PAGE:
Changes in Brain White Matter After Multiple Sub-Concussive Head Blows
Dr. Jeffrey J. Bazarian
Head blows that do not result in a concussion are a common occurrence in contact sports and are generally thought to be harmless to the athlete. However, a recent study performed by the Bazarian and Blyth Lab identified significant brain white matter changes on diffusion tensor imaging (DTI) after multiple sub-concussive head blows among a group of high school football and hockey players. This study seeks to confirm these findings in a group of college football players and to increase the understanding of the nature of this type of brain injury so that it can be prevented.
While the neurologic risks of concussion are just beginning to be appreciated, the risks posed by cumulative sub-concussive head blows are potentially much larger, as they affect virtually every athlete involved in contact sports on an almost daily basis.
In order to prevent sub-concussive head blows from causing neurologic harm to contact sport athletes in the future, this study proposes to examine the impact forces associated with brain injury, the individual-level determinants of recovery from brain injury, and the effect of rest on recovery from brain injury.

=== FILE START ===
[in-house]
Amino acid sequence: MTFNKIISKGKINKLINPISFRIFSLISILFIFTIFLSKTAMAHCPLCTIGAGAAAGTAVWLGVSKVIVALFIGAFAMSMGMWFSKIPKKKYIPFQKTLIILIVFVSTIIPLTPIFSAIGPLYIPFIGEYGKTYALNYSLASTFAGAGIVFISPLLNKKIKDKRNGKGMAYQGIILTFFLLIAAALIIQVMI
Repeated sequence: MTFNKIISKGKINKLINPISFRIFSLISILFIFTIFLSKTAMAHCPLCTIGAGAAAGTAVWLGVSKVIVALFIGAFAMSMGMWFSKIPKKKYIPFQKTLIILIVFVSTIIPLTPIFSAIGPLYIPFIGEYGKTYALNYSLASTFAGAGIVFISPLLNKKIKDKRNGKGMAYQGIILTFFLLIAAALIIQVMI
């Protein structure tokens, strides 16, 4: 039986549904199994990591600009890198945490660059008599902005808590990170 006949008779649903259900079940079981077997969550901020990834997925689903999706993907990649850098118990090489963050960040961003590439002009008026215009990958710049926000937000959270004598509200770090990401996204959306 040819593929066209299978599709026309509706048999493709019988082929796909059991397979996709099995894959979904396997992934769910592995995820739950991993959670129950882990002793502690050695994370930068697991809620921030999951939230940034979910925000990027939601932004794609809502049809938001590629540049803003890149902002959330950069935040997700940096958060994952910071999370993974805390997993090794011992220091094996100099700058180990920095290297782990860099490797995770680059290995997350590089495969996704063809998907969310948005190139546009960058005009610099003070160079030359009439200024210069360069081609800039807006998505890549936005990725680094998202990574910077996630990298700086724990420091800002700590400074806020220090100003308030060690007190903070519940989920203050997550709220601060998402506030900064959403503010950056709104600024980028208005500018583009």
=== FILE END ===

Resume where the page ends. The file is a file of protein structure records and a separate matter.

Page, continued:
We propose a prospective study of 10 college football players and 5 non-athlete controls. Each subject will undergo DTI scanning, cognitive testing with ImPACT, serum collection for ApoA1 analysis, and balance testing at the beginning of the football season, at the end of the football season, and after 6 months of rest from contact sports. Force data will be collected on football players equipped with Riddell Revolution® IQ™ helmets connected to the Head Impact Telemetry System (HITS). Apoε genotyping will occur at the beginning of the season.
Significance of the Study
A thorough understanding of these factors is a necessary prerequisite to the development of effective prevention and treatment strategies.